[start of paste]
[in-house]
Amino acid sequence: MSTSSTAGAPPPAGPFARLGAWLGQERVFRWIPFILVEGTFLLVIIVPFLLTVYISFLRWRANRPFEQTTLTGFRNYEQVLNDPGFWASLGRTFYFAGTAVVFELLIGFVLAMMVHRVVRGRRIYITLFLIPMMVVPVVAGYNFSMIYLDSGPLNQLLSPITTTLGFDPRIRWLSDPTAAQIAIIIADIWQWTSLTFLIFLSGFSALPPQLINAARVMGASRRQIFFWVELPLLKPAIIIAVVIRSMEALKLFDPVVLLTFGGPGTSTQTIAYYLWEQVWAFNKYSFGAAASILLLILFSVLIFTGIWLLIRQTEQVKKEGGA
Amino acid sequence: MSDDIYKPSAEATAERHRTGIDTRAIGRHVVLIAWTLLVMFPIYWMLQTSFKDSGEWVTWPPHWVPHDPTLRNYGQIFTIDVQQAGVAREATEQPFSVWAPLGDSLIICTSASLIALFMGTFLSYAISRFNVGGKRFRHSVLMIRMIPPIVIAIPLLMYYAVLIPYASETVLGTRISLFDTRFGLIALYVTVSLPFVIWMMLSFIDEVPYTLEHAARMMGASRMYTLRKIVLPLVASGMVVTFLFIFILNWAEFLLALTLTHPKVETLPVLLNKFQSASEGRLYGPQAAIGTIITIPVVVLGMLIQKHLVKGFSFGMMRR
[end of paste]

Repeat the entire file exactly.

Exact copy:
[in-house]
Amino acid sequence: MSTSSTAGAPPPAGPFARLGAWLGQERVFRWIPFILVEGTFLLVIIVPFLLTVYISFLRWRANRPFEQTTLTGFRNYEQVLNDPGFWASLGRTFYFAGTAVVFELLIGFVLAMMVHRVVRGRRIYITLFLIPMMVVPVVAGYNFSMIYLDSGPLNQLLSPITTTLGFDPRIRWLSDPTAAQIAIIIADIWQWTSLTFLIFLSGFSALPPQLINAARVMGASRRQIFFWVELPLLKPAIIIAVVIRSMEALKLFDPVVLLTFGGPGTSTQTIAYYLWEQVWAFNKYSFGAAASILLLILFSVLIFTGIWLLIRQTEQVKKEGGA
Amino acid sequence: MSDDIYKPSAEATAERHRTGIDTRAIGRHVVLIAWTLLVMFPIYWMLQTSFKDSGEWVTWPPHWVPHDPTLRNYGQIFTIDVQQAGVAREATEQPFSVWAPLGDSLIICTSASLIALFMGTFLSYAISRFNVGGKRFRHSVLMIRMIPPIVIAIPLLMYYAVLIPYASETVLGTRISLFDTRFGLIALYVTVSLPFVIWMMLSFIDEVPYTLEHAARMMGASRMYTLRKIVLPLVASGMVVTFLFIFILNWAEFLLALTLTHPKVETLPVLLNKFQSASEGRLYGPQAAIGTIITIPVVVLGMLIQKHLVKGFSFGMMRR